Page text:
Smartphones and tablets fueled the rise of BYOD in 2012, but better management of those devices is top of mind in 2013.
Oxford American Dictionaries chose "GIF" as 2012's word of the year. But if CIOs were voting, the winner might have been "BYOD," short for "bring your own device."
The proliferation of user-owned smartphones and tablets across the workplace isn't going to stop, so it's likely BYOD-related terms will continue to pepper the IT lexicon a year from now. Many of the practices and technologies that surround these devices are primed for a shake-up, however. What will 2013 mean to enterprise mobility strategies? We break down seven trends to watch in the new year.
1. MDM Will Take The Enterprise By Storm -- Even Though It's Dead
In 2012, we saw BYOD programs garner praise for enabling mobile workers, creating new business opportunities and improving efficiency. They also unleashed a deluge of security threats. This dichotomy demands a balancing act: corporate data is increasingly accessed outside a business's network and must be protected, but because the devices are employee owned, security precautions have to respect user privacy.
Mobile device management (MDM) vendors have been quick to respond to this challenge, but their products haven't been as widely adopted as the mobile devices they seek to oversee. In a December blog post, Gartner VP Phil Redman wrote that only around 20% of medium and large businesses had purchased MDM tools. An InformationWeek Reports survey published in late November found similar rates: 26% of respondents had already deployed a product and another 17% indicated they were in the process of doing so.
Though MDM purchases haven't kept pace with BYOD headlines, the products have nonetheless produced substantial business; in his blog post, Redman pegged 2012 MDM revenues at over $500 million. IDC forecasts that these tools will account for $1.8 billion in revenue by 2016. Gartner predicts an upsurge as well, as does the InformationWeek Reports survey, which found 72% of respondents expect to broaden their respective BYOD programs. A full 90% of those polled said that smartphones and tablets will become more crucial to business productivity.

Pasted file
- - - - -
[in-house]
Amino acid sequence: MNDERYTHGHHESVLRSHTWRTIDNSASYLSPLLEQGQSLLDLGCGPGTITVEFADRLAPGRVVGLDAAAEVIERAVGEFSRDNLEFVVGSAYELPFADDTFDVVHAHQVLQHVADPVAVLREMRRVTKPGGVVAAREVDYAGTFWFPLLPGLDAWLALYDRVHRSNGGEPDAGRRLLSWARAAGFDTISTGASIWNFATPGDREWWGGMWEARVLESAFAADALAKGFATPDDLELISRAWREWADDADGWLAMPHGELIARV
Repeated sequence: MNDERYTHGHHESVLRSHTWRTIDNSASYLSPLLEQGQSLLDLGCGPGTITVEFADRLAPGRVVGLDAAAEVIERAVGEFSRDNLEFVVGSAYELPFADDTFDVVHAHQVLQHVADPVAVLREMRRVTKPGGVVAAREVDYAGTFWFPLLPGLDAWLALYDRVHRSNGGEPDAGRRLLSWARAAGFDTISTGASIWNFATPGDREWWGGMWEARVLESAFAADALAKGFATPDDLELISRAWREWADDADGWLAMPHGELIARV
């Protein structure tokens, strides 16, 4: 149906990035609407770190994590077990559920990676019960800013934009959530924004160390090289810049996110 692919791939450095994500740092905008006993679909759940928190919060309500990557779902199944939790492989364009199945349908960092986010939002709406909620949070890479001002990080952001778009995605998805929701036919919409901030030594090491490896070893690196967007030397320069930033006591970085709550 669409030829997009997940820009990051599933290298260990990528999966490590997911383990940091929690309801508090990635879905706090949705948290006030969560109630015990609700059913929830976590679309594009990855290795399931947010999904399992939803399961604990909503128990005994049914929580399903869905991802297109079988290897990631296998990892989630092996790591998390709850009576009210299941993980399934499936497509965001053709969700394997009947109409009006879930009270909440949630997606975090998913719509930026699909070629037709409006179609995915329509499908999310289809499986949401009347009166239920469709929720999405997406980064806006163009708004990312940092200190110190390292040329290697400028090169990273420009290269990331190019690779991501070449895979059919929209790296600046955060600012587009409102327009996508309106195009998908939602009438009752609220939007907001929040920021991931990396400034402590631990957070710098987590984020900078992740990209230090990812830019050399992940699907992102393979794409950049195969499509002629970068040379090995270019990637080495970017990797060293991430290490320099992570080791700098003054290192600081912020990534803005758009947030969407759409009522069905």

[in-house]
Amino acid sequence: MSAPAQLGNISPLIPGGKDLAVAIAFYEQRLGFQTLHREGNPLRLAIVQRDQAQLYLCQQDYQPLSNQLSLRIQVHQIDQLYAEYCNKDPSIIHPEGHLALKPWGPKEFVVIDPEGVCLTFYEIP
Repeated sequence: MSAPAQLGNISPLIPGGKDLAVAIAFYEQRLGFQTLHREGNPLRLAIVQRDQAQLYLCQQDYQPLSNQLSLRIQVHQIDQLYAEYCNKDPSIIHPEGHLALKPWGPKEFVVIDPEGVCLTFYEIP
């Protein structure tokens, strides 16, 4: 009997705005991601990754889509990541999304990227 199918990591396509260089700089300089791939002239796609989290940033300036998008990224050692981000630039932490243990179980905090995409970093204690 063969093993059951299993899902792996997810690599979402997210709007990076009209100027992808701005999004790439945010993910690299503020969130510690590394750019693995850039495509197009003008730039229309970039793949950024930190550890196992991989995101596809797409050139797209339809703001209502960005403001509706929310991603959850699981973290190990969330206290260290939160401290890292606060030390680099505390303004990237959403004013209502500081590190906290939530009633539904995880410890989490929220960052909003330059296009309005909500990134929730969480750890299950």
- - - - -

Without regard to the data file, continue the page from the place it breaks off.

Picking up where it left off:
Device management, in short, will increase in prevalence -- but there's a catch: MDM is dead, at least in its traditional form. Provisioning and tracking devices will still have a place, but data protection has emerged as a far more important product feature. The expense of replacing a misplaced iPhone or stolen Surface tablet is finite -- but if passwords, financial information, corporate strategy reports or other information falls into the wrong hands, the cost could be incalculable. As a result, expect MDM to fade from marketing language in 2013, replaced by MAM (mobile application management) or MEM (mobile enterprise management).
2. Big Companies Will Muscle Into The Mobile Management Game
MDM and MAM products in 2012 were largely produced by focused, pure-play vendors such as MobileIron, AirWatch, Zenprise and Good Technology. When Citrix acquired Zenprise in early December, however, the deal immediately sparked predictions that more mergers are imminent. In Gartner analyst Phil Redman's above-mentioned blog post, he suggested that companies such as Cisco, HP and Oracle might be in the market for new MDM tools. Dell might be another, given its taste for acquisitions and increased interest in wrangling mobile devices. While it remains to be seen who will be involved, expect more MDM and MAM vendors to be snapped up by large companies.
Good's strongly worded infringement claims not only involve broad capabilities common to most MDM products, such as remote wipe, but also rely on patents that were issued before smartphones, much less BYOD, existed. As such, the case's resolution could ripple throughout the entire industry, affecting not only standalone vendors like AirWatch and MobileIron but also bigger companies keen to expand their mobility portfolios through acquisitions.
In a phone interview, 451 Research analyst Chris Hazelton noted that the lawsuits coincide with a Department of Defense RFP for MDM tools. The chosen proposal, to be announced by April, will give the winner a potential three-year contract that Hazelton characterized as "the largest deal out there to date."
"Part of the requirement was to disclose any litigation," he stated, "so the timing of the lawsuit is interesting."
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